auto_link Auto CAD

AutoCAD Drawing Of Link

Design of shaft carrying the pulley

shaft to carry pully

shaft to carry pully



The weight of each cover plate is 2.5 kg.
Weights of each link weigh 2 kg.
So weight of 2 covers plate & 2 link
Is 2 x 2.5 + 2 x 2 = 9 kg.
So the total weight which the shafts carry is 3050 + 9 = 3059 ≈ 3060
Each Side subjected to a load of 3060/2 = 1530 kg.
The shaft is only subjected to
Crushing failure (at the cover plate and link).
Shear failure.
Crushing failure (at the pulley)
Considering shear failure
 = f/a
 = allowable shear stress
= 0.5 x 177.5 = 0 .5 x 177.5 = 22.2 MR
Stress induced = 1530 x 9.8 = 150042
π/4 x 302 π/4 x 302
= 21.22 MPa
As induced stress is less than that allowable stress, the design is safe

Considering crushing failure at the cover plate
Crushing stress = Force/Protected area
Allowable stress = 240/4 = 60MPa

Induced Crushing stress = Force
Projected area
= 3060 x 9.8
70 x 40
As allowable induced stress 60.86 KN. The selection is feasible.

Design of Sheave



a = 40mm
b = 30mm
c = 7mm
d = 18mm
e = 1mm
l = 10mm
r = 12mm
r4 = 8mm
h = 25mm
r1 = 4mm
r2 = 3mm
r3 = 12mm
Material is caste iron
Let dia of the sheave = 20 x d
= 20 x 14
= 240mm
The reference is made from Rudenko,N.’Materials Handling Equipment ‘,Mir Publishers, Moscow(1969).
P .86,Table 16.

Drum design
Drum grove size

Referring to Redenko,N “Materials Handing Equipment”,Mir publishers,Moscow (1969),P.No.90 table 17.
Considering standard groove of drum, for, diameter of wire 15 mm as it is nearest to 14mm.
Drum diameter = sheeve diameter = 240 mm.
r 1 = 0.53 x d (d ≈15) = 9mm
s1 = 1.15d = 17mm
C1 = 0.25 d = 5mm
No. of turn on each side of drum
Z = (hi/πd) + 2 =
H = Lifting Height.
I = Ratio of the pulley system.
D = Drum diameter ≈ 45 x 14 = 630
So Z = ( 8.00 x 2) + 2
Π x63
Z = 10
Full lenth of drum for one rope.
L = (2HI + 7)Si (I = 2 assumed)
=(2 x 800 x 2 + 7)1.5
≈35 cm
The drum is made up of IS grade = SG 80/2
With stress = 480Mpa
W = 0.02 x 630 = 10
= 22.6
≈ 23 mm
Outside dia of the drum Do = D + 6d
= 630 + 6 x 14 = 714mm
Inside dia of the drum = Di = D – 2W
= 630 – 2 x 25
= 584 mm
Checking of strength
Bending Stress in drum

σbend = 8WLD
π(D4 – Di4)
= 8 x 6200 x 9.8 x 35 x 630
Π x (6304 – 5844)
= 0.0828MP

Maximun Torque
Tmax = W (D + d)
= 6200 x 9.8 (630 + 14)
= 19.564 x 106
Maximum Shear Stress
 = 16 Tmax D
π(D4 – Di4)
= 16 x 19.56 x 106 x 630
π x (6304 – 5844)
≈ 1.523 MPx
Direct Compressive Stress
= W = σc
= 6200 x 9.8
23 x 17
= 155.4MPx

Maximum Stress in the Drum
σ = √σbend2 + σc2 + 4max2
= (0.08282 +155.42 = 4 x 1.5232)1/2

σ < 480 MPx, S the Design is safe.

Fastening Of Rope With The Drum
For 14 mm dia
Locating Dimension
Pitch of screw = 53 mm
T = 43 mm
Screw size
Lo = 18 mm
L = 50 mm

C = 7 mm
No. of fastenings = 1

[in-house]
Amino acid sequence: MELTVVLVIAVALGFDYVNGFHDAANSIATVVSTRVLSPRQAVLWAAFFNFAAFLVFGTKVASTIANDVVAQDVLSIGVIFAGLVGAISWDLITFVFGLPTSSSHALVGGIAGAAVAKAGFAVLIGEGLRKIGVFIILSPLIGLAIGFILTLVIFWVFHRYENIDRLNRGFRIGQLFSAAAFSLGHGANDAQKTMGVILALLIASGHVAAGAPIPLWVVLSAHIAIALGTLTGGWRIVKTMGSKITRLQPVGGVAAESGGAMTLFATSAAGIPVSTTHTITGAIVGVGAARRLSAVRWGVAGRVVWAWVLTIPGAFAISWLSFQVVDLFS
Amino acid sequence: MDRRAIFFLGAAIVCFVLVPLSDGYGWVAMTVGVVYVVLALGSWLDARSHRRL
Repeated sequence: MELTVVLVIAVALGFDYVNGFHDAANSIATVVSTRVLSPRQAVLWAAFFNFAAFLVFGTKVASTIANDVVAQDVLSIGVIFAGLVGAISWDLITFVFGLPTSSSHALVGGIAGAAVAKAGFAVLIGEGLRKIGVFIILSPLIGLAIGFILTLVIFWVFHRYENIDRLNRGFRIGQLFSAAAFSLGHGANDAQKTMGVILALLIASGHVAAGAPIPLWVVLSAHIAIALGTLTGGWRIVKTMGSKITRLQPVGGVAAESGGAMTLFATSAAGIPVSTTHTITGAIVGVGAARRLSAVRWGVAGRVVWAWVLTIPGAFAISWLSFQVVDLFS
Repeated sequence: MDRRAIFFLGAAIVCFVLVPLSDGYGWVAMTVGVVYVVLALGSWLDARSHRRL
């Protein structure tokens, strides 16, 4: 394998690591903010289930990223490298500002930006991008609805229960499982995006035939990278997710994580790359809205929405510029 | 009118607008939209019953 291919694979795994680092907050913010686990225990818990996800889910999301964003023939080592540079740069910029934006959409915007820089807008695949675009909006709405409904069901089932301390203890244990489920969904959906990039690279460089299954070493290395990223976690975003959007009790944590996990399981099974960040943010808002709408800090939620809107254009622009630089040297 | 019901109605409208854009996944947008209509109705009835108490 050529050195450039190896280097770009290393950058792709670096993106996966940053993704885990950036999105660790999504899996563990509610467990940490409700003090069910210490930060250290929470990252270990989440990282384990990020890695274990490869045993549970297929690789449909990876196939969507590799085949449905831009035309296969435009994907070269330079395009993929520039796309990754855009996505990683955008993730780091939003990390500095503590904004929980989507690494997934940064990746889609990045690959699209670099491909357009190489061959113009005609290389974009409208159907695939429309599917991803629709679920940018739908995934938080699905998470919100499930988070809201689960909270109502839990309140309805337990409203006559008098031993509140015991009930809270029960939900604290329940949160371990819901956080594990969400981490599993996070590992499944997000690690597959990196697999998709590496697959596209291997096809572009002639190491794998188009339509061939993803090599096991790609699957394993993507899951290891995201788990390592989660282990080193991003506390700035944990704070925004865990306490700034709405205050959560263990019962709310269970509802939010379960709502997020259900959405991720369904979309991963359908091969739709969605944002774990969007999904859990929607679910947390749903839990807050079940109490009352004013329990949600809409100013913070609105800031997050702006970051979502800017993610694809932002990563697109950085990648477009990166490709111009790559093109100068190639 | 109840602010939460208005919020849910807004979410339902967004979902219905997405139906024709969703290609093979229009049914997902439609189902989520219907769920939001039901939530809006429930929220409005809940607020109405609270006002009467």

Selection of Motor
W = 3100 kg x 9.8 m/s2
V = 0.2m/sec
So power required = 3100 x 9.8 x 0.2
= 6080.123Nm/sec
= 6.08 Kwatt
Taking 11 Kwatt 3 phase induction motor (flange type) of 11 KW (nearest to 6.08KW)
Frame No. 132 M
Flange designation F265B
The speed is 1000 RPM
By using gear box the speed can be reduced to 300 RPM

GearBox Calculation
Gearbox ratio = (Input RPM x π x rope drum dia)
(speed x no. of falls /2)
= ( 980 x π x .714) = 183.54
(3.00 x 4 )

Brake calculation
Required Brake Torque = 1.5 x 716.2 x mech H.P.
Motor RPM
= 1.5 x 716.2 x 50.12
= 53.84 Nm
Design of wormset
Power = P = 6.08 Kwatt
RPM of Worm = Nw = V x 60
= 0.2 x 60
π x 0.63
RPM of Worm Gear NG = 300 RPM
So R = NG
= 300
Let Ф = 14.5o
Let the centre distance = C = 300 mm =0.3m
Pitch circle diameter of the worm
Dw = C.8750 = 3Pc
Dw = 3.8750 = 0.10020m

≈ 100mm
Dw = 3Pc = 3Pa = 3 x π x ma
So ma = Dw/3π = 100.2/3π
= 10.63 mm ≈ 11mm

Pitch circle dia of the gear Dg = 2C – Dw = 2x 300 – 100 = 500 mm
Velocity ratio = Ng/Nw = 50
Ng/Nw = Dg /(ma x Nw)
50 = Dg/(11 x Nw)
Dg = 50 x 11 x Nw

Taking Ng = 1 , because Dw is closer to the calculated.
So, Dg = 550
Dw = 2C – Dg
= 2 x 300 -500
= 50mm
Face width of the gear
b = 0.73 x Dw
= 0.73 x 50
= 36.5
= 40 mm
Static strength of Bronze
σd = 90MPa
In worm drive irrespective of materials of worm and worm ger,the gear is weak.
So design should be based on gear.

Tangential load on the gear :
Ft = σ π mn y b
= (σd x Cv)π mn y b
Velocity factor Cv = 6 .
6 + Vg
Vg = π x Dg x Ng
= 8.69
Cv = 6 = 0.41
6 + 8.69
Form factor
Y = 0.124 – 0.684
= 0.11132
Tan λ = m x Nw

= 11 x 1
λ = tan-1 (.22) = 12.4o

Nominal Module = m (ma) x cos λ
= 11 x cos 12.4
= 10.743 mm
Ft = 90 x .41 x π x 1o.743 x .11132 x 40
= 5545.47 N
= 5.55 KN
Power Capacity = P1 = Ft x Vg
= 5.55 x 103 x 8.69
= 48.19 K watt
Which is greater than capacity so the design is safe.
Powe capacity of drive from wear point of view

P2 = Dg x b x W x Vg
= 550 x 40 x W x 8.64
W = .550 = Material combination factor.
For worm and worm gear made up of hardened steel and phosphor bronze
So, P2 = (550 / 1000) x 40 x .55 x 8.64
= 104.4 Kwatt
Power capacityof the drive, from the heat dissipation point of view is given by :
P3 = 3650 x C17
R + 5
= 3650 x 300 17
50 + 5
= 361.99K watt
So The safe power capacity is minimum i.e P1 = 48.19 Kw

CONCLUSION : The design of the hoist of EOT crane is done Numerically .We can implement the design practically in industries for various lifting jobs.